Taxonomy term


Giant armadillo look-alikes really were giant armadillos

Due to coincidences of evolution, extinct creatures sometimes resemble living animals, even if they’re not actually related. But in a new study looking at the family tree of glyptodonts, armored beasts resembling giant armadillos that once roamed South America, researchers have found that the animals actually were early relatives of modern armadillos.

24 Jun 2016

Bat signals

Bats, the only true-flight mammals, first appeared during the Early Eocene after a period of acute global warming known as the Paleocene-Eocene Thermal Maximum. Despite decades of study, however, much remains unknown about bats. Recent discoveries are shedding new light on the natural history of these creatures, which today comprise one of the most diverse mammalian groups.

07 Apr 2016

Fossilized melanin reveals bats' true colors

Studies of pigments preserved in fossil feathers have changed our perception of how colorful dinosaurs were. Now, researchers have revealed the true colors of some of the first flying mammals as well. Two species of bats that lived during the Eocene about 50 million years ago were likely reddish-brown in color, according to a new study published in Proceedings of the National Academy of Sciences.
02 Feb 2016

Three new species of extinct baleen whales found

The evolution of baleen whales from toothed whales was gradual, with intermediate fossil species found that possess both teeth and baleen. Now, the discovery of three new whale species on New Zealand’s South Island is filling in the evolutionary story of baleen whales.
21 Jan 2016

The Snowmastodon Project: Mammoths and mastodons lived the high life in Colorado

In fall 2011, a bulldozer driver in Snowmass, Colo., unearthed an unprecedented trove of Pleistocene-aged fossils. Over the next few months, “Snowmastodon” became one of the largest fossil excavations ever. Scientists have already learned a lot from the bones.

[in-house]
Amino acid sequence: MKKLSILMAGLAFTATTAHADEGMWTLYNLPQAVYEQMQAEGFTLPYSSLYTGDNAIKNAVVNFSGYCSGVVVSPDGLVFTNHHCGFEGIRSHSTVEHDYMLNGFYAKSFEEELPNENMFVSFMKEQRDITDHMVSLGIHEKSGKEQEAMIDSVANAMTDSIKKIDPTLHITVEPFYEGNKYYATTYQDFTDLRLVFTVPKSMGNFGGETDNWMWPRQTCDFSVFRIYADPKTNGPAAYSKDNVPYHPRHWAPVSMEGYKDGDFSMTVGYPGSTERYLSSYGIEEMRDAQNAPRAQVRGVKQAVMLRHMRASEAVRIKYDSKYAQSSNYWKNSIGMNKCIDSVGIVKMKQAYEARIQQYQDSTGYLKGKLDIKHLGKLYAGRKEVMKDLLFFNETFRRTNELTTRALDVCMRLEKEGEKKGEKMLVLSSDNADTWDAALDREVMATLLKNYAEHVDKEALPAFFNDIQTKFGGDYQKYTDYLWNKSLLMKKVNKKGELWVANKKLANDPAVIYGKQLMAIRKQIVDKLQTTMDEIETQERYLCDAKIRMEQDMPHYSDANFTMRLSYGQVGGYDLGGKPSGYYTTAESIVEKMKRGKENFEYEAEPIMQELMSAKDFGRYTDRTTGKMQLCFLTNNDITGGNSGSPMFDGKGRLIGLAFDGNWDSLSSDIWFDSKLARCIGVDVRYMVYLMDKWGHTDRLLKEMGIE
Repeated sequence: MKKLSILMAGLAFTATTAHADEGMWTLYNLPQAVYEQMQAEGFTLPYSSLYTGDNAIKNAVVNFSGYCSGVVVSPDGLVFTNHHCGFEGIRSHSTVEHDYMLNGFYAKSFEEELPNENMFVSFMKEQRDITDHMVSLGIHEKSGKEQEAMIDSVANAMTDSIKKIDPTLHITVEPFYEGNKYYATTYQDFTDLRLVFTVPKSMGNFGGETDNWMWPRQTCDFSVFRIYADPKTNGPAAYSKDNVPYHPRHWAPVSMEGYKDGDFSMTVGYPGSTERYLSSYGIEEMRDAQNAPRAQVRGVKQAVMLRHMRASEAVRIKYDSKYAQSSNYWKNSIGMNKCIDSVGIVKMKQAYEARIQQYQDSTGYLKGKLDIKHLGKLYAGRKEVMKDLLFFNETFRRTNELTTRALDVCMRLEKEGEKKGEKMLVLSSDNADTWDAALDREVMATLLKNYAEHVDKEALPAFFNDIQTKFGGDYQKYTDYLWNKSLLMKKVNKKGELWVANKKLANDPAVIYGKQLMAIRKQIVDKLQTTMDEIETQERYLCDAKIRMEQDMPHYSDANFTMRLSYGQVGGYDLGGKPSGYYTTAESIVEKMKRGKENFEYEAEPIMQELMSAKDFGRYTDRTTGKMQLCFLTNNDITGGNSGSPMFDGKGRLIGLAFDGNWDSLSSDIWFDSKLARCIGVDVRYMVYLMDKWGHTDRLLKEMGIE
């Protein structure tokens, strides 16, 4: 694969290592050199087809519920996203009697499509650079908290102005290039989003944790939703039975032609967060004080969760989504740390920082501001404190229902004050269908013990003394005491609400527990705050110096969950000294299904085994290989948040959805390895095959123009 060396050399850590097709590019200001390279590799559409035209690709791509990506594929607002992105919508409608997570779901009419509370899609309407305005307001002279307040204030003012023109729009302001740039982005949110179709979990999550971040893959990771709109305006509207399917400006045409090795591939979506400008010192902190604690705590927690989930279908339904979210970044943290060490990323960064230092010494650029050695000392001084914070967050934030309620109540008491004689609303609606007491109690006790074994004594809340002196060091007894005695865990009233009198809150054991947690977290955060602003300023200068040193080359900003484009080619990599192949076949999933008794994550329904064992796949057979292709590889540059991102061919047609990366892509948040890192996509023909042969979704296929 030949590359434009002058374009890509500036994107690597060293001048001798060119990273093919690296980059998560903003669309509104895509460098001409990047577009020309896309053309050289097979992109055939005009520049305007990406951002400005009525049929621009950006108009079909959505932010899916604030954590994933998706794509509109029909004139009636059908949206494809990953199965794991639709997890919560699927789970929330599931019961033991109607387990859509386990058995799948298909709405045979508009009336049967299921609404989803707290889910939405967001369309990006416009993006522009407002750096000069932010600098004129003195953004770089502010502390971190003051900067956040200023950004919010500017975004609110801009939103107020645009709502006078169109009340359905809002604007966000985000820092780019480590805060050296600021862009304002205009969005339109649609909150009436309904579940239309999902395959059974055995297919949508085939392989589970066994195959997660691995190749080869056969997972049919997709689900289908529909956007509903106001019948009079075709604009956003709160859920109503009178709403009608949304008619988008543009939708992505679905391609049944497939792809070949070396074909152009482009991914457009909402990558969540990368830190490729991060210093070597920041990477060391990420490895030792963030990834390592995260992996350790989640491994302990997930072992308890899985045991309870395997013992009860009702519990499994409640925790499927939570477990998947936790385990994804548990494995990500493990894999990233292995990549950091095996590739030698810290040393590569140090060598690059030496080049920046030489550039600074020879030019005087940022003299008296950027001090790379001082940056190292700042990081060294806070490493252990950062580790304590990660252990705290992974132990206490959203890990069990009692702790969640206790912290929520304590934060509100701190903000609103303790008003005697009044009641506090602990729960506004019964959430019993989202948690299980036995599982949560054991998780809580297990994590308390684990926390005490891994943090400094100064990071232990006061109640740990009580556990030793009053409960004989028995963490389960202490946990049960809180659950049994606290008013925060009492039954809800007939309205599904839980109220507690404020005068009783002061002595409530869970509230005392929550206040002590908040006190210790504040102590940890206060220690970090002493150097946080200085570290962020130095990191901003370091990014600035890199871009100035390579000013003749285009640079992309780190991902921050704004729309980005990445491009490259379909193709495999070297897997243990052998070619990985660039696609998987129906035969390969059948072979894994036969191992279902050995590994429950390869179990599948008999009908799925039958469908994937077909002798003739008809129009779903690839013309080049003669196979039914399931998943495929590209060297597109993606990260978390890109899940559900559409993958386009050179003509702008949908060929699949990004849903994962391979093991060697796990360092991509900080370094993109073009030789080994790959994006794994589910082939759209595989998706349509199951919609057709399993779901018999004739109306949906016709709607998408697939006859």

13 Dec 2015

Potentially venomous extinct mammals discovered in Zambia

Venomousness is rare among both living mammals and their extinct relatives, with only a handful of modern mammals, like the platypus and some species of shrews, known to produce venom. But the discovery of a mammal that lived about 255 million years ago in what is now Zambia may be one of the earliest venomous mammals. 
12 Dec 2015

Owl pellets bridge ancient and modern ecosystems

In Homestead Cave near Utah’s Great Salt Lake, owls have been regurgitating pellets containing the undigested bones and hair of prey — typically small mammals like rodents — at a relatively constant rate since the end of the Pleistocene glaciations about 13,000 years ago. Those pellets have stacked up and fossilized in the cave to present a near-continuous glimpse into how mammal communities in this part of the Great Basin region have changed over time. Now, paleontologists examining bones in the pellets have found that, although small mammals in the region have generally been able to adapt to shifting ecosystems in the past, today, in the face of landscape-altering human activity, the mammal population is changing in unprecedented ways.
25 Oct 2015

A Cambrian-like explosion of mammals in the Mid-Jurassic

Dinosaurs dominated the continents during the Mesozoic, and for a long time, paleontologists assumed our mammalian ancestors kept a low-profile in that era, existing only as small, ground-dwelling, nocturnal insect-eaters. But in the last decade, discoveries of an ever-increasing diversity of mammal fossils have forced a rethink: Mesozoic mammals were also gliders, climbers, diggers and swimmers. Now, scientists looking at mammalian rates of evolution during the time of the dinosaurs have found that this diversity peaked in the Mid-Jurassic, leading to new physical characteristics that would remain for millions of years.
20 Oct 2015

Early horse history written in Indian coal mine

Modern horses, rhinos and tapirs — all ungulates with an odd number of toes — belong to a group of animals called Perissodactyla. The oldest Perissodactyla fossils date from the Early Eocene Epoch about 56 million years ago, but the animals’ earlier evolution remains a mystery. Now, a discovery in India suggests that the group likely originated on the Indian subcontinent when it was still an island on a collision course with Asia.

10 Mar 2015

Marine mammals blamed for first New World tuberculosis

When Europeans arrived in the Americas they introduced an array of new infectious diseases that decimated the native populations. Now, a new genetics-based study published in Nature shows that the emergence of tuberculosis in Peru seems to have predated the arrival of the Spanish — and that seals and sea lions may be to blame instead for the ancient infections.

13 Jan 2015